Which are some of the better books on Indian business and businessmen? A short list here
16 January is a date that has been saved by those involved in running/starting their own businesses. On this day, Prime Minister Narendra Modi will be launching ‘Startup India, Stand Up India’ in New Delhi’s Vigyan Bhavan, an initiative expected to outline the kind of policy initiatives the government intends to take to encourage start-ups, thereby enabling creation of jobs and subsequent economic growth. Organised by the Department of Indian Policy and Promotion, it will have the top tier of industry and business in attendance, including those from Silicon Valley.
‘The ease of doing business’ has not exactly been a catchphrase in all the years since India became independent; in fact, through a large part of it, such a phrase would not have evoked anything but sardonic laughter among those caught in the web of regulations and red tapes.
Here, we look at some books that profile Indian businessmen or offer commentary on the art of doing business, both in the present and in times past.
1. The ones that made it then: Successful businessmen in India hardly write autobiographies, perhaps to avoid the dilemma of what to omit and how much to reveal. When authorised, biographies tend to become hagiographies or compilation of company data. If unauthorised, they tend to run into legal trouble, as journalist-editor Hamish McDonald found out when he profiled Dhirubhai Ambani in his book The Polyester Prince. McDonald’s Ambani and Sons (Roli Books) is, however, available in Indian bookstores and provides an interesting insight into how business was done in Dhirubhai’s times and the fraught relationship between industry and government.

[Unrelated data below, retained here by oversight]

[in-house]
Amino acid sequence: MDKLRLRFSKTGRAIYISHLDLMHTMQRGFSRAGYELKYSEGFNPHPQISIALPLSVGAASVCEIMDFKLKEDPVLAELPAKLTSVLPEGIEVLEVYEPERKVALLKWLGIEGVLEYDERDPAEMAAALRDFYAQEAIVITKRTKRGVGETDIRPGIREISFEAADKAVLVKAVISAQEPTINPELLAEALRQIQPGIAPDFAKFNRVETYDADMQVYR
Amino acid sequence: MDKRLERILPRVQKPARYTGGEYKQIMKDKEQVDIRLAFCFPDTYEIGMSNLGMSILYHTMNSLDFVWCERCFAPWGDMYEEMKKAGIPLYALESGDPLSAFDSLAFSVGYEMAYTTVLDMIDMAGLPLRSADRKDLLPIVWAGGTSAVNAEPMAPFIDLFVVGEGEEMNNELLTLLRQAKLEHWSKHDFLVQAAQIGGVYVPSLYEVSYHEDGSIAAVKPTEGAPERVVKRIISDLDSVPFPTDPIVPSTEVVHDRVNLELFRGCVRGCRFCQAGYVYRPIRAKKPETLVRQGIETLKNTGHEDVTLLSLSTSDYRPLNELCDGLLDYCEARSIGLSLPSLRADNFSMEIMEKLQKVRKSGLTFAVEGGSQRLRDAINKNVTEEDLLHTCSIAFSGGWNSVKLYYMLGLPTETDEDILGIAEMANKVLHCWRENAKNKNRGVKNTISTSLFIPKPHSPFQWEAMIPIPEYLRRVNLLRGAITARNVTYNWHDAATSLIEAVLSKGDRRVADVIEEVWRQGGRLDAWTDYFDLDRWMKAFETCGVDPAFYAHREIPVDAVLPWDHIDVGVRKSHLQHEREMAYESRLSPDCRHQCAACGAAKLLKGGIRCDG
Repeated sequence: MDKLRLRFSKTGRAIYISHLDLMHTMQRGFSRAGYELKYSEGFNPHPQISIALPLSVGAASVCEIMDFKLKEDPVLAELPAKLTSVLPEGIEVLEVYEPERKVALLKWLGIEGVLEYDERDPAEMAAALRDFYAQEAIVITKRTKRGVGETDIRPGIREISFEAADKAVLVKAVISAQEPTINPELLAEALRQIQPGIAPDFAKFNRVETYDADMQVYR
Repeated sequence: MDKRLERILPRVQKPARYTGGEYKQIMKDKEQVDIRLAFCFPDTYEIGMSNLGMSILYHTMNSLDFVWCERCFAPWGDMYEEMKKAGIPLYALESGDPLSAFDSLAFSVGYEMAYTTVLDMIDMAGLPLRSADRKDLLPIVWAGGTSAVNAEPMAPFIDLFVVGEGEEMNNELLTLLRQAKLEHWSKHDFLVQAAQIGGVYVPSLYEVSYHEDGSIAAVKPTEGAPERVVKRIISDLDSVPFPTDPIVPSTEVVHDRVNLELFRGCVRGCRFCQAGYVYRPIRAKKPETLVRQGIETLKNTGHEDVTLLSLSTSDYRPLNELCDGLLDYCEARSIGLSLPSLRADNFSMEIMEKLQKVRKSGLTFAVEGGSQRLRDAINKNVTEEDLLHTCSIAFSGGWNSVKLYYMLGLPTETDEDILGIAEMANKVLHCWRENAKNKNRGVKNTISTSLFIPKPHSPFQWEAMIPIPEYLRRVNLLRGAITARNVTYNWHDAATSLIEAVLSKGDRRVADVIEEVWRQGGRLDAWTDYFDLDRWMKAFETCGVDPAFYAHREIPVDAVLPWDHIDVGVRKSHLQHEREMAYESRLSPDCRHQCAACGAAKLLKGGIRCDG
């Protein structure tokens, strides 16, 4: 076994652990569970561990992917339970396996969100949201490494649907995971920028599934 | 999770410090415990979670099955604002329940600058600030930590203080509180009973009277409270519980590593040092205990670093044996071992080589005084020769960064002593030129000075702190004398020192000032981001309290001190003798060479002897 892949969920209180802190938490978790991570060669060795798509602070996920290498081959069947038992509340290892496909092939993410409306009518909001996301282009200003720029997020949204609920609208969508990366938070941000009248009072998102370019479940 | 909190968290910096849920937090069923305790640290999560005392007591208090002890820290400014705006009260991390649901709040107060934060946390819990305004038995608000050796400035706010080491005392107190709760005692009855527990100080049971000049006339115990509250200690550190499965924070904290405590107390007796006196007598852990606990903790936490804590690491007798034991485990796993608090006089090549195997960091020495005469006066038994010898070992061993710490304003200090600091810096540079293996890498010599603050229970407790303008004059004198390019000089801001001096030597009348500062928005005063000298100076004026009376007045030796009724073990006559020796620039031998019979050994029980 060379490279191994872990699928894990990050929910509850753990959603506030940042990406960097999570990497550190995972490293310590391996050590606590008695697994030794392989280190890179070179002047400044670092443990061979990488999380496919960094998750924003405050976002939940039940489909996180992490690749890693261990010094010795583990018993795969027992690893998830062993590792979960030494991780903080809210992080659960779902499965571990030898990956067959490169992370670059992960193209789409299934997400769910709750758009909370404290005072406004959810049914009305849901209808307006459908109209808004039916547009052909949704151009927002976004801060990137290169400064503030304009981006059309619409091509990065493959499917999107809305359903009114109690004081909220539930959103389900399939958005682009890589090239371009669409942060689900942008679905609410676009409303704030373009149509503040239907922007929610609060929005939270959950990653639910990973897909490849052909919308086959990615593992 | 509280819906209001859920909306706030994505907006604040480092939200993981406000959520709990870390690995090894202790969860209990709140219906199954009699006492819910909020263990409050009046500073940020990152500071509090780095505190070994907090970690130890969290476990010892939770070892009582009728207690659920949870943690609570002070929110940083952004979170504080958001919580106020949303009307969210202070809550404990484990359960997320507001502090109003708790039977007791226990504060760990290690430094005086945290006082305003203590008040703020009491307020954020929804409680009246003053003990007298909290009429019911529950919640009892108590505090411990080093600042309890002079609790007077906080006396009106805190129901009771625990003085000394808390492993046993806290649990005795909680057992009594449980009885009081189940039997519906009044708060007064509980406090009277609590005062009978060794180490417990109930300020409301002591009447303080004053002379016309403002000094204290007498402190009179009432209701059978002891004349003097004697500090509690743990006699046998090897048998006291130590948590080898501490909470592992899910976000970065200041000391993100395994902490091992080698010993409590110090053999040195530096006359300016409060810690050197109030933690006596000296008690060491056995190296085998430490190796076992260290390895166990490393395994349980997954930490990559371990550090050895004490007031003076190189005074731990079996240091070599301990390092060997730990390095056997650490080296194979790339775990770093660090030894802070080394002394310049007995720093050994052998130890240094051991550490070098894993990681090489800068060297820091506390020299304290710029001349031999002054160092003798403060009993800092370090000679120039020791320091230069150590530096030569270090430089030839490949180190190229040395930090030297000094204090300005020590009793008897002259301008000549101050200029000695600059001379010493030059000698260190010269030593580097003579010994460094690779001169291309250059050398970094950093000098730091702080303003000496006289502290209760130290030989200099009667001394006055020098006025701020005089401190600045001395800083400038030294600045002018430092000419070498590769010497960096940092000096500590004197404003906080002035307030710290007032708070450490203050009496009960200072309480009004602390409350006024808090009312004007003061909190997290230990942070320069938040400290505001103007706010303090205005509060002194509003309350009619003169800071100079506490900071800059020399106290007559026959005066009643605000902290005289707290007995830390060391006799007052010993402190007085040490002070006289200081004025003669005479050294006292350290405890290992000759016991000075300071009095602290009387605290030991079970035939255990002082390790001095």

An inspirational account but also one that tells a good story is Bakhtiar K Dadabhoy’s Jeh: A Life Of J.R.D Tata (Rupa) about the pioneering path walked by this industrialist-philanthropist-institution builder. Gita Piramal’s Business Leaders (Penguin India), with its profiles of legendary industrialists like GD Birla, Walchand Hirachand, Kasturbhai Lalbhai and JRD, provides an interesting perspective on business practices of another age. An exception among this slew of biographies, SL Kirloskar’s Cactus and Roses is a candid autobiographical account of running a business in pre- and post-independence India.
2. To enabling factors: The knack for building successful businesses is more pronounced in certain communities than other, and Thomas Timberg’s book The Marwaris: From Jagat Seth to the Birlas (Allen Lane) dwells on the factors that make Marwaris tick, especially in traditional business formats (hint: hard work, thrift and levelheadedness are more than words).
Indian Family Business Mantras (Rupa), written by Peter leach and Tatwamasi Dixit, functions more like a guidebook/primer for family businesses and ways and means of overcoming typical challenges. Of course, the spirit of innovation and ingenuity is not the sole preserve of businessmen, but pervades the spirit of the country, as Jugaad Innovationby Navi Radjou, Jaideep Prabhu and Simone Ahuja makes amply clear.
3. To a more level playing field now: Starting a business, or turning a small one into a business empire, is not regarded as a privilege anymore, available only to those who, thanks to the accident of birth, have been born into well-entrenched business dynasties. Contemporary publications reflect that shift: Rashmi Bansal’s Take Me Home (Westland) tells the story of 20 entrepreneurs through the prism of geography, who founded successful businesses in small town India, away from the opportunities metropolitan India might provide.
Nikhil Inamdar’s Rokda: How Baniyas do Business (Random House) profiles successful entrepreneurs through the prism of caste, looking at Snapdeal and Meru Cabs, Hindware and Bansal Classes to try and configure the winning formula.